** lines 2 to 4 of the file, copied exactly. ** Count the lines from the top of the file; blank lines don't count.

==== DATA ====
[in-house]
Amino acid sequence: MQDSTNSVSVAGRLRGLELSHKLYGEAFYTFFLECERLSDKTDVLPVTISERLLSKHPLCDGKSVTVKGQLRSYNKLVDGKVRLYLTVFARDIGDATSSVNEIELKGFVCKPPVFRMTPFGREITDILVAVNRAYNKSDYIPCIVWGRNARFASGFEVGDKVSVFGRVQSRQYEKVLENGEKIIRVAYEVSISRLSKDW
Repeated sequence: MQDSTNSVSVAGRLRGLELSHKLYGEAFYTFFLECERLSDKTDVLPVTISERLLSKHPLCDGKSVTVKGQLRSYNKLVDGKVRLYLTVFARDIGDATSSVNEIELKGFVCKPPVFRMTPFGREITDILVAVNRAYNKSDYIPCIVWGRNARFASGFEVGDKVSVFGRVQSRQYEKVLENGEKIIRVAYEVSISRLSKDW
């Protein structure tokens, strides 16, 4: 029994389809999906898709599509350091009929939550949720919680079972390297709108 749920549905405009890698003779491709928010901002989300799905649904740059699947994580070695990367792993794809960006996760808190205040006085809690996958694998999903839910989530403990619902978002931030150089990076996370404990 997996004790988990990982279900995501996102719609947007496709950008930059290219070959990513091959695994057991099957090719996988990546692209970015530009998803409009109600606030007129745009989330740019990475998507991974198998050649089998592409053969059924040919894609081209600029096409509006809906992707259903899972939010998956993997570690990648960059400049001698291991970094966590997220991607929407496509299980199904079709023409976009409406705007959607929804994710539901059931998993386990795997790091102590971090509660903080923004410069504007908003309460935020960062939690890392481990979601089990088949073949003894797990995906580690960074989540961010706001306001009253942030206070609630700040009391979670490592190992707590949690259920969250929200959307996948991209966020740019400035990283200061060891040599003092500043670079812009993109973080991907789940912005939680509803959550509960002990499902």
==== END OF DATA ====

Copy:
Amino acid sequence: MQDSTNSVSVAGRLRGLELSHKLYGEAFYTFFLECERLSDKTDVLPVTISERLLSKHPLCDGKSVTVKGQLRSYNKLVDGKVRLYLTVFARDIGDATSSVNEIELKGFVCKPPVFRMTPFGREITDILVAVNRAYNKSDYIPCIVWGRNARFASGFEVGDKVSVFGRVQSRQYEKVLENGEKIIRVAYEVSISRLSKDW
Repeated sequence: MQDSTNSVSVAGRLRGLELSHKLYGEAFYTFFLECERLSDKTDVLPVTISERLLSKHPLCDGKSVTVKGQLRSYNKLVDGKVRLYLTVFARDIGDATSSVNEIELKGFVCKPPVFRMTPFGREITDILVAVNRAYNKSDYIPCIVWGRNARFASGFEVGDKVSVFGRVQSRQYEKVLENGEKIIRVAYEVSISRLSKDW
């Protein structure tokens, strides 16, 4: 029994389809999906898709599509350091009929939550949720919680079972390297709108 749920549905405009890698003779491709928010901002989300799905649904740059699947994580070695990367792993794809960006996760808190205040006085809690996958694998999903839910989530403990619902978002931030150089990076996370404990 997996004790988990990982279900995501996102719609947007496709950008930059290219070959990513091959695994057991099957090719996988990546692209970015530009998803409009109600606030007129745009989330740019990475998507991974198998050649089998592409053969059924040919894609081209600029096409509006809906992707259903899972939010998956993997570690990648960059400049001698291991970094966590997220991607929407496509299980199904079709023409976009409406705007959607929804994710539901059931998993386990795997790091102590971090509660903080923004410069504007908003309460935020960062939690890392481990979601089990088949073949003894797990995906580690960074989540961010706001306001009253942030206070609630700040009391979670490592190992707590949690259920969250929200959307996948991209966020740019400035990283200061060891040599003092500043670079812009993109973080991907789940912005939680509803959550509960002990499902």